The rapid rate of change, and need for businesses to embrace change and get future-ready, formed the crux of HUL CEO Nitin Paranjpe’s keynote address at the seventh edition of the Indian Magazine Congress which got underway in Mumbai on 14 February.
Addressing delegates at the two-day Congress organised by the Association of Indian Magazines, Paranjpe said, “The things that we feel we cannot live without will become redundant within our lifetime. The only way to deal with it is to embrace change. And that is easier said than done, be if for individuals or companies.”
To embrace change, he urged companies and leaders to develop a point of view on the future. This point of view, he said, stems from trends one observes, studying the undercurrents and interplay of different trends, and the resultant understanding of the implications of these trends on one’s business.
Explaining with the HUL example, Paranjpe revealed, “We said the role of our leaders must be to run the business with a bi-focal lens. One objective is to compete effectively today, and another is to build a portfolio, build brands and build capacity to future-proof the business. One could say being future-ready was always a mandate. But the rate of change is extremely fast today. Fifteen years ago, tasks we needed to do be future-ready were not dramatically different from what we needed to do to succeed in the present.”
He cited the learning from HUL’s approach to modern trade, when the first modern retail formats were unveiled in the country. Resisting the initial reaction of trying to stifle modern trade by encouraging kiranas around modern retail outlets, the organisation took a stand defined by its point of view – that modern trade would grow. So the FMCG major that had grown on the strength of its distribution network among kiranas, trained its leaders and developed skills in dealing with modern trade, he explained.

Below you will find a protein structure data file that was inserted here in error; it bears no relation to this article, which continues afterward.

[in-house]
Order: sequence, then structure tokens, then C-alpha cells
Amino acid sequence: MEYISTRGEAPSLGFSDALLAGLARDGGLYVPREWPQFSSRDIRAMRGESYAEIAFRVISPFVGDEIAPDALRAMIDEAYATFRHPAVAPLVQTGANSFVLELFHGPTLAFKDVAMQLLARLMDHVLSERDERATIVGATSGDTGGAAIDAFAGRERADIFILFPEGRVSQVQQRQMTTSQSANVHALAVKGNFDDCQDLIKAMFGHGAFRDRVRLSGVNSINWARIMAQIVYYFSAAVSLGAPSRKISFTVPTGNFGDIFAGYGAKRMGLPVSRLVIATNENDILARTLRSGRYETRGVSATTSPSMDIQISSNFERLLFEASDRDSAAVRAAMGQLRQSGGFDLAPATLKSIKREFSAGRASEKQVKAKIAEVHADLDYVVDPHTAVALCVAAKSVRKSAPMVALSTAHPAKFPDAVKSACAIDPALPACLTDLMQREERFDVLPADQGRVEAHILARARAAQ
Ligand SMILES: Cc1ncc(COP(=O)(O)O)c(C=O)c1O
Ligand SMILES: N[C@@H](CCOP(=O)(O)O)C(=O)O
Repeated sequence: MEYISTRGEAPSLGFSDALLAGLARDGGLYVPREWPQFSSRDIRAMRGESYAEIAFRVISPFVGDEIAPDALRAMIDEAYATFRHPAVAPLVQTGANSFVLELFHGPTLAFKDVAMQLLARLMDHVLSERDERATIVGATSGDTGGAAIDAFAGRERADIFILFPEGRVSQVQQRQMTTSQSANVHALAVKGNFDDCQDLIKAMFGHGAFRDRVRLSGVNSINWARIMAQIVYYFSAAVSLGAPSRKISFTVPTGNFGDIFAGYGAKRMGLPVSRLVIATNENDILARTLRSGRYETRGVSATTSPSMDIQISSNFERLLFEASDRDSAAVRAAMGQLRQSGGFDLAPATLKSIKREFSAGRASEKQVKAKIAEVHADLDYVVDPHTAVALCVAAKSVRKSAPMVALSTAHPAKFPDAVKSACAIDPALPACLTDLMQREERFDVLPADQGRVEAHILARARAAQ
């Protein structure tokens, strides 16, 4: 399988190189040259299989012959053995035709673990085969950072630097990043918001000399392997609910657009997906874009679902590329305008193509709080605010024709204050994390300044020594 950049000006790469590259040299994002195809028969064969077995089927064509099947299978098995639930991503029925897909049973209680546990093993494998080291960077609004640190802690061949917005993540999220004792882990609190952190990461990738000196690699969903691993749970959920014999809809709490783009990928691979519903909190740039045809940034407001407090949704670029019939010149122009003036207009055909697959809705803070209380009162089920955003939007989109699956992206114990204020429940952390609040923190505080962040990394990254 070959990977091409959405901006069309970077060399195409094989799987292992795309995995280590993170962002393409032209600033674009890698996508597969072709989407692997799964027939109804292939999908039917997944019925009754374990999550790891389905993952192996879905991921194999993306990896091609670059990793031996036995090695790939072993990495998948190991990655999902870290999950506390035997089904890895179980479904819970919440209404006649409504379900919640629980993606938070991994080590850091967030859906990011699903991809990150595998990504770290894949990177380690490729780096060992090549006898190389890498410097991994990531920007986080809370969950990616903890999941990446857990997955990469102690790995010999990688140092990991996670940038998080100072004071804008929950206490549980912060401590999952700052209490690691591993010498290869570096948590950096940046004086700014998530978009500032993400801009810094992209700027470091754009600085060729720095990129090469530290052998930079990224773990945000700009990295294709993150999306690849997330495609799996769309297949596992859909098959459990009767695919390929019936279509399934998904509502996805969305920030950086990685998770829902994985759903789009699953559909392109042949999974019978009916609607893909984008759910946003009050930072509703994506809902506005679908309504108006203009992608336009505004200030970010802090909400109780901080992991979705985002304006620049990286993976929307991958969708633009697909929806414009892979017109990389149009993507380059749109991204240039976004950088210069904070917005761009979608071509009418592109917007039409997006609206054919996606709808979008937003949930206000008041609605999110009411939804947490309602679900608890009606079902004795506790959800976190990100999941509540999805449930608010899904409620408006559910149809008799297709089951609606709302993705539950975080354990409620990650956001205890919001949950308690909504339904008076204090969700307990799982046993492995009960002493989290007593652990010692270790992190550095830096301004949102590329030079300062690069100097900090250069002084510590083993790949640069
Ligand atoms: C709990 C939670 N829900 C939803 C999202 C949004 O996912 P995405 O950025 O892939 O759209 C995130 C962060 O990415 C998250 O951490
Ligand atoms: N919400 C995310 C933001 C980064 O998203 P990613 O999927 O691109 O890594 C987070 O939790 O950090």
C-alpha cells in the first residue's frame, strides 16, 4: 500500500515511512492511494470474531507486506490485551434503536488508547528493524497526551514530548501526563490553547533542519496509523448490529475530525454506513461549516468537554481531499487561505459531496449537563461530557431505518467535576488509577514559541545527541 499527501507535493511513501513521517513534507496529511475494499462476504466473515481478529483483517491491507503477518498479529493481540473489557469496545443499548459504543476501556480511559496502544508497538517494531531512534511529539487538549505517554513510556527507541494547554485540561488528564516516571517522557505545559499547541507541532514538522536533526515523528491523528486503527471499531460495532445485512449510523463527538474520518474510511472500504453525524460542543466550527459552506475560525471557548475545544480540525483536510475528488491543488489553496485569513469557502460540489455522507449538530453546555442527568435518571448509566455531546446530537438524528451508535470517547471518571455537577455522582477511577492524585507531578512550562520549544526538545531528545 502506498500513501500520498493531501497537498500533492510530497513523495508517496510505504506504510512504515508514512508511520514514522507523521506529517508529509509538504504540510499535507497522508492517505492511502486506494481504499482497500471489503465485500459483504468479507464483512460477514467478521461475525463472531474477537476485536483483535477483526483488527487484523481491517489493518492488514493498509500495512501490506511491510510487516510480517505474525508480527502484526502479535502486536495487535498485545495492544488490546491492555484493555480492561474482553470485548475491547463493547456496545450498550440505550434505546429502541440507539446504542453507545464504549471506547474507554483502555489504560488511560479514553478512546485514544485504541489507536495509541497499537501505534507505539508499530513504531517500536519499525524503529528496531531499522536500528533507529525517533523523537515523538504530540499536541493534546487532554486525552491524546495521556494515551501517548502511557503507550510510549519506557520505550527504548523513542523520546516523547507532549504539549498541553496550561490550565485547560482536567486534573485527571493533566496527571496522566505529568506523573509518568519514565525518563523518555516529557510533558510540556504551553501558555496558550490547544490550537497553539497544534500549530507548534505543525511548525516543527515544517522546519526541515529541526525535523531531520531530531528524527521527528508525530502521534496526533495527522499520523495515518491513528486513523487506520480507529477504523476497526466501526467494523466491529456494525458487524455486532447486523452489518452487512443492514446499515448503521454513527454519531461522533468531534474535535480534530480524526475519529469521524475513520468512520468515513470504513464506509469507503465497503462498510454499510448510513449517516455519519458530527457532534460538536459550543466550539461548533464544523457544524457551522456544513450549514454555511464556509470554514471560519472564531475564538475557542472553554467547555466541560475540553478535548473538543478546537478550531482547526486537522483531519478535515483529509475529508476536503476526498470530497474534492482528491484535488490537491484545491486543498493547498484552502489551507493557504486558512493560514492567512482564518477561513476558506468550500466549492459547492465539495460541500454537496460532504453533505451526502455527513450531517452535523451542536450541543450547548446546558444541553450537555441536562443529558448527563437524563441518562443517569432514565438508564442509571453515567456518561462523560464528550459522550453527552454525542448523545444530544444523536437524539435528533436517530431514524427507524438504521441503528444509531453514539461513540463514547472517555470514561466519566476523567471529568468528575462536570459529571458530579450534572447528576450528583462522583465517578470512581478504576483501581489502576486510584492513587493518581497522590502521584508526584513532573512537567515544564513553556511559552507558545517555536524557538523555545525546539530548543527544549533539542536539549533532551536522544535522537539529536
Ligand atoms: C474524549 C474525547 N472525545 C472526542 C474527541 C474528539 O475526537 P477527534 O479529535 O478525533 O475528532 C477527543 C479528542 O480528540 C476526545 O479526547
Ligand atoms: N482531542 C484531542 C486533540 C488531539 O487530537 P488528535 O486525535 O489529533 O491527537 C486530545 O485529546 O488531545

Changes in consumption of media
Changes are not independent of consumers, the HUL CEO reminded the audience. The pointed out that the 30-second ad worked on the premise that the marketer could interrupt the consumer’s entertainment. With fragmentation, internet and ad-free viewing options, that assumption no longer held true, he explained.
Said Paranjpe, “I’m deeply concerned that the models by which our brands have succeeded in the market may not be successful in future; they may not be relevant anymore.”
“We’d all like to assume that a TV connection that allows ad-free TV viewing comes with an initial investment of Rs 6,000, so only a handful of people are likely to adopt it. What if it became a standard feature on all TV connections?” he asked.
Keeping another key change in focus, HUL had invested in 5,000 hours of digital capability building across marketing teams in the last one year, said the company CEO. This training was for teams across brands, and not restricted to brands which marketers assume reach their audience via digital media. In other words, it wasn’t just for teams on Dove, but also on Wheel. On the latter, he cited success with some mobile initiatives to make his point.
The trust deficit
Citing public sentiment against businesses, Paranjpe said corporate houses needed to recognise and respect the same. What people are saying is that they no longer trust businesses to operate in the interest of society, he noted.
He said, “If we’re still thinking that Occupy Wall Street or one of the many movements happening around us are all fads happening here and there – that will be a big mistake on our part.”
Paranjpe pointed out that self-regulation has to happen, with businesses becoming socially responsible in addressing this sentiment. The intervention could be from the government or from consumers, and companies could become future-ready on this count too, he said.
“When the government has to say you must spend 2 per cent on CSR activities, that shows lack of responsibility on the part of companies. We need to win back the trust,” surmised the keynote speaker.